How Text Messages Can Affect Your Restraining Order Case

Posted by Joseph D. Lento | May 22, 2023 | 0 Comments

Text messaging is a quick and easy way to communicate with anyone, from a work colleague to a romantic partner. The downside, though, is that it's easy to say something you might regret later – and once the message is out there, it's difficult to retract.

If you're facing a restraining order (RO), text messages can be problematic. Despite what people commonly believe, texts are not private, and they can be used as evidence. Here's how a simple text can affect your RO case.

What Is a Restraining Order?

First, let's remind ourselves what a restraining order is.

ROs are court orders used to stop an individual (the defendant) from behaving in a certain way. If granted, a RO normally specifies that the defendant can't contact the alleged victim by any means.

“Contact” includes anything from phone calls to social media and text messaging. In other words, if there's a record of you sending a text message – or receiving a text from the other party – it could be considered a communication.

Can Texts Be Used Against Me in Court?

ROs are issued to protect victims of assaultive behavior from further harm. Texts could be used against you to prove a pattern of behavior, such as:

If a text could promote anxiety, fear, or distress to the victim, then it may be used to show why, on the preponderance of the evidence, the victim needs a restraining order.

Challenging Text Message Evidence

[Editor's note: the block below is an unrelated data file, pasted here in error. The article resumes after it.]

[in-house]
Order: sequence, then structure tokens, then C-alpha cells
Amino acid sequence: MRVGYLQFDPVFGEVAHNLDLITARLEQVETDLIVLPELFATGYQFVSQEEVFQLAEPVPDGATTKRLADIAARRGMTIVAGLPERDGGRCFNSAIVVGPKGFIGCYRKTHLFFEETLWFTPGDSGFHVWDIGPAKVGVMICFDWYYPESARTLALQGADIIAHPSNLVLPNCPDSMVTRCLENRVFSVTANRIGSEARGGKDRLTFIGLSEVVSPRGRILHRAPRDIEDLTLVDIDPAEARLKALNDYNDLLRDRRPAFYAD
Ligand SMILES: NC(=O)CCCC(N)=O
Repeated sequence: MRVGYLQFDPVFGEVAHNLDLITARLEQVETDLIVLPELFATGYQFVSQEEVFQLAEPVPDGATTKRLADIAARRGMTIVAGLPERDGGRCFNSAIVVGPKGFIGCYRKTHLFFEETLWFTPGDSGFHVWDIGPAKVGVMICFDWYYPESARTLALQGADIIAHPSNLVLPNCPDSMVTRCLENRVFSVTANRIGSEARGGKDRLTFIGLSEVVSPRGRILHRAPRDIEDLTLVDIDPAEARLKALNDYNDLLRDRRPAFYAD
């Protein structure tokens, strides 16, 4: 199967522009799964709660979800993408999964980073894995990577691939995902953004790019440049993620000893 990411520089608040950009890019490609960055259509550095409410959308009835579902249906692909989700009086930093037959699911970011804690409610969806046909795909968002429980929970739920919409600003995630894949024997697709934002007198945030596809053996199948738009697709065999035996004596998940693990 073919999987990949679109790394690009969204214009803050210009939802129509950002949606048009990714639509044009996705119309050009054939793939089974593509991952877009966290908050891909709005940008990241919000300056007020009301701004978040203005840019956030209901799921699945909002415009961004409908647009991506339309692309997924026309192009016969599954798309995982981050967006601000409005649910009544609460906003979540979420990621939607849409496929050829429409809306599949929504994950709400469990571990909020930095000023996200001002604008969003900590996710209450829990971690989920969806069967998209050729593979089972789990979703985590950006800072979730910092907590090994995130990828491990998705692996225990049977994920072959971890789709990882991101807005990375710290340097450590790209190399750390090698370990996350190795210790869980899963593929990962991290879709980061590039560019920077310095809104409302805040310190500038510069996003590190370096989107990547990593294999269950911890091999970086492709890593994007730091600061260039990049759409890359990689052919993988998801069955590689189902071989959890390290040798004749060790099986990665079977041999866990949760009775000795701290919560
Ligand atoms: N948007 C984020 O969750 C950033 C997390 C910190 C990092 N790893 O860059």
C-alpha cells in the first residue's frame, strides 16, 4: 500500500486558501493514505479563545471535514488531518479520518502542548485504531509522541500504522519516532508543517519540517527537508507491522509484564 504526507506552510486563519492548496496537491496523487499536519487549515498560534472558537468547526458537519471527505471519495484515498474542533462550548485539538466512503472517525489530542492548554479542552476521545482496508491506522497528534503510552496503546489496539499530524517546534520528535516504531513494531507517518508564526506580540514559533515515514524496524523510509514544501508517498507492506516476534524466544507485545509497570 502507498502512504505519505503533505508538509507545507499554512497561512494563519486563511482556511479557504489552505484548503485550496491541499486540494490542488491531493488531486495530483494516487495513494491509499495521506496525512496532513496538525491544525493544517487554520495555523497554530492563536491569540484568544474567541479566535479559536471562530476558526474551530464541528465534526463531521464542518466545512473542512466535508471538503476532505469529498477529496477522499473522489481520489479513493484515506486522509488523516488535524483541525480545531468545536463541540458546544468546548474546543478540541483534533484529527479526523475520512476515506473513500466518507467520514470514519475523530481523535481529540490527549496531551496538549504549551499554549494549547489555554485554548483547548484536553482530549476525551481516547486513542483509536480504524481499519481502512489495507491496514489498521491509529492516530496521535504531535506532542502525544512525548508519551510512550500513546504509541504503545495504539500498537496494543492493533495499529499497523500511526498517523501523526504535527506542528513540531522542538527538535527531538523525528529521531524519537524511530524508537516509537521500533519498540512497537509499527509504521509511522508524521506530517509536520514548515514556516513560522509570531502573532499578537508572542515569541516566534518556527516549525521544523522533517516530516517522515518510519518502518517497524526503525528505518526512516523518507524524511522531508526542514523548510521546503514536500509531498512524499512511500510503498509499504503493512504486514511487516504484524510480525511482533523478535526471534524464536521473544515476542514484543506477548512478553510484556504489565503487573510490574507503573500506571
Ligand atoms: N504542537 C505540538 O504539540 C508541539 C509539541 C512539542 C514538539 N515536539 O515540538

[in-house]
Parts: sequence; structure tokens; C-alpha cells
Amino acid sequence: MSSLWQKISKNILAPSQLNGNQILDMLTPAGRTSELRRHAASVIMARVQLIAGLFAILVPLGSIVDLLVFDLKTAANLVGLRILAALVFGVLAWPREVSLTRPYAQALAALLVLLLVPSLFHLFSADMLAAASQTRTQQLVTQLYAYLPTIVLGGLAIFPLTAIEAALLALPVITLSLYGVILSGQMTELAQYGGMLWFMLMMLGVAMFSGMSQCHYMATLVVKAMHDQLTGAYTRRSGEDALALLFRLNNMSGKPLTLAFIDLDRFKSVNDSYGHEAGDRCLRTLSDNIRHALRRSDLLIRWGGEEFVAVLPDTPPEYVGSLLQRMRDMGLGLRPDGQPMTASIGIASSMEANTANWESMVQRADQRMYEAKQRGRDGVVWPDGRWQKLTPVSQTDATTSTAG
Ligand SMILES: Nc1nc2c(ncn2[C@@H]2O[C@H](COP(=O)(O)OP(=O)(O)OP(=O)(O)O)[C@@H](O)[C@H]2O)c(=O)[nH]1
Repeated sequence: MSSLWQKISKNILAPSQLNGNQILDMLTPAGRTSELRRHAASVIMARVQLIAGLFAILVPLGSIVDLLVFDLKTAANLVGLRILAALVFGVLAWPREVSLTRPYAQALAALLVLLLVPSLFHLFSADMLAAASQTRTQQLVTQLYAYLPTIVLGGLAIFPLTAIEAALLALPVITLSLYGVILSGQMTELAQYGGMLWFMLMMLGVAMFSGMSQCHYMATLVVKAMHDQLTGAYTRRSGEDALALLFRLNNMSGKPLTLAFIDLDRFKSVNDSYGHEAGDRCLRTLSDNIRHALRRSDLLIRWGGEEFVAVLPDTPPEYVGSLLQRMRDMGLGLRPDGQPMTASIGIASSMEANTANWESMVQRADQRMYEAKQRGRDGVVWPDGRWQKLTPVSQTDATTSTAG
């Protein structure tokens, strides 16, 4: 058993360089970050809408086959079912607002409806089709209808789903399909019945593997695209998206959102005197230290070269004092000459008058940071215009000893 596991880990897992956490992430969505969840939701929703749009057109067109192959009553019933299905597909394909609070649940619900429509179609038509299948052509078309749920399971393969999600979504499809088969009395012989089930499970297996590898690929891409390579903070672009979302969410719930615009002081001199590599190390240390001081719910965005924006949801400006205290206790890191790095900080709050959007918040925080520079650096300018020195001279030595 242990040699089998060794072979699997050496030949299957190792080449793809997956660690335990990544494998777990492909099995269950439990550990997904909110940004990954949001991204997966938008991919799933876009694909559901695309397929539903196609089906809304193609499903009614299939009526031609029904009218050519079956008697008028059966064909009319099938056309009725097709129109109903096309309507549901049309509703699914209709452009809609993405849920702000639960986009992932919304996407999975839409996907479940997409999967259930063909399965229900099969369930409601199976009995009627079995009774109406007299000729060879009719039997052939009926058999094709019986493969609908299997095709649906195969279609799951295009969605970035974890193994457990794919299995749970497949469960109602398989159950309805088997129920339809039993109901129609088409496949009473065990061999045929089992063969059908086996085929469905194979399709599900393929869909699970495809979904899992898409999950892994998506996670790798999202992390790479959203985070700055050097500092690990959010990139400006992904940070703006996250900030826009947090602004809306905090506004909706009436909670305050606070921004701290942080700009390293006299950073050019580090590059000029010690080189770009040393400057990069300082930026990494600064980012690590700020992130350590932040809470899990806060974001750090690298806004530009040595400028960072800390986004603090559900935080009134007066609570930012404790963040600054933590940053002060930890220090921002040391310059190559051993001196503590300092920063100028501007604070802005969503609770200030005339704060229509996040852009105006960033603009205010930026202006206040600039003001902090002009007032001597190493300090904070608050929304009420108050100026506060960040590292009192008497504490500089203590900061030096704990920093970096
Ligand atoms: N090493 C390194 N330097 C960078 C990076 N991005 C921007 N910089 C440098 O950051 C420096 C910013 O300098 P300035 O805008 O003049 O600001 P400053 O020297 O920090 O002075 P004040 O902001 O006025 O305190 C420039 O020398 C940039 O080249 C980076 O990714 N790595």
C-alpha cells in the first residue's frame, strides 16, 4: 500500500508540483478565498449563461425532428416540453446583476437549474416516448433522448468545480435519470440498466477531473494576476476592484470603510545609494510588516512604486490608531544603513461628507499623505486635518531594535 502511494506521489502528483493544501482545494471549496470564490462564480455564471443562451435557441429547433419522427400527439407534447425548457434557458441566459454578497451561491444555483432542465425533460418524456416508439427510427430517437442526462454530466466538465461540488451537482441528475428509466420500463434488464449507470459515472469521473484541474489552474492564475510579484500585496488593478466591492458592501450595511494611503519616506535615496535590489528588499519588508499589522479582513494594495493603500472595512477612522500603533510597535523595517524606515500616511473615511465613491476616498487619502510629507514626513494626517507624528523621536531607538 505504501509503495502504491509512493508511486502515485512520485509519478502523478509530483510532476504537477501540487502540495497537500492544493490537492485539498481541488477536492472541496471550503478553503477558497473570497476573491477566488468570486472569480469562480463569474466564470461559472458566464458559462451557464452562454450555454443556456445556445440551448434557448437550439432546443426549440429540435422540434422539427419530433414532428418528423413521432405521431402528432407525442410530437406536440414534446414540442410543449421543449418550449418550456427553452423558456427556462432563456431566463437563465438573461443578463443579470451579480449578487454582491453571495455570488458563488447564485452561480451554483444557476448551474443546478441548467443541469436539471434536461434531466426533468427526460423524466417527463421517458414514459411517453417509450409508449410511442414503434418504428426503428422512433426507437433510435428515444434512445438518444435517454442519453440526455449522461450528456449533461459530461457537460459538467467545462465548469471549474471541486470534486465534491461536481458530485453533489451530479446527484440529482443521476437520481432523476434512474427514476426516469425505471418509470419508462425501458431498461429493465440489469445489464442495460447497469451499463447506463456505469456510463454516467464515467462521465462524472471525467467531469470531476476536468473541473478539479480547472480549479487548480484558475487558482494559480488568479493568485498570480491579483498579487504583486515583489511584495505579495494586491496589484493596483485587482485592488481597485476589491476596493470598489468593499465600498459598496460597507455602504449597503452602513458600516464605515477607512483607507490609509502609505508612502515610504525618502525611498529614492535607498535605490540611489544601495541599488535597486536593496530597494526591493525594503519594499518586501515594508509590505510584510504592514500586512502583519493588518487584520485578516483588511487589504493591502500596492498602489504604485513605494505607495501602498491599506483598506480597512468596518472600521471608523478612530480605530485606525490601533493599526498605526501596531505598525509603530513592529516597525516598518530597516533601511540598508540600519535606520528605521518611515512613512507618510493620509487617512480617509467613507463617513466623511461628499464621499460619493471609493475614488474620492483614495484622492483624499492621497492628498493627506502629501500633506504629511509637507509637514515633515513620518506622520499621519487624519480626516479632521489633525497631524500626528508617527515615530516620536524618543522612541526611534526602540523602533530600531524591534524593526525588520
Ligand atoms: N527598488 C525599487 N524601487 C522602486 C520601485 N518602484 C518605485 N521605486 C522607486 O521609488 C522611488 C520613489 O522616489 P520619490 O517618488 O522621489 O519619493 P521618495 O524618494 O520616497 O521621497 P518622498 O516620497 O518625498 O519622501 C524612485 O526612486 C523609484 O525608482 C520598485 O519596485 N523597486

Just because a text exists doesn't mean you can't challenge it. It may not be enough for a victim to say they received a text – even if they can present the message in court. You might be able to prove that, for example, you didn't send the text (i.e., it's not authentic) or it's irrelevant to the case.

Can a Text Message Violate a Restraining Order?

Yes. If there's a RO against you and it stipulates no contact, then you're violating the order by sending a text – no matter how innocent or innocuous the message may be.

In NJ, RO violations are considered contempt of court. Contempt of court is usually a third or fourth-degree offense, and the penalties include fines and, depending on the level of offense, jail time. Harsher penalties may apply for repeat offenses.

Think Twice Before Sending That Text

Text messages are simple to retrieve, and they can be used as evidence against you. Given how serious ROs can be, don't send any messages which you might regret later.

If you're unsure how to handle an RO matter, or you're facing a RO and don't know where to turn, call the Lento Law Firm. Joseph Lento and his Criminal Defense Team can help you through the process. Call 888.535.3686 or leave us a message online.

About the Author

Joseph D. Lento

"I pride myself on having heart and driving hard to get results!" Attorney Joseph D. Lento passionately fights for the futures of his clients in criminal courtrooms in New Jersey and nationwide. He does not settle for the easiest outcome, and instead prioritizes his clients' needs and well-being. With unparalleled experience occupying several roles in the criminal justice system outside of being an attorney, Joseph D. Lento can give you valuable behind-the-scenes insight as to what is happening during all phases of the legal process. Joseph D. Lento is licensed in New Jersey and New York, and is admitted pro hac vice as needed nationwide. In the courtroom and in life, attorney Joseph D. Lento stands up when the bell rings!


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When it comes to criminal defense cases, you need the right person in your corner. To learn more about how Mr. Lento can help you, call the Lento Law Firm today at 888-535-3686. or contact him online.

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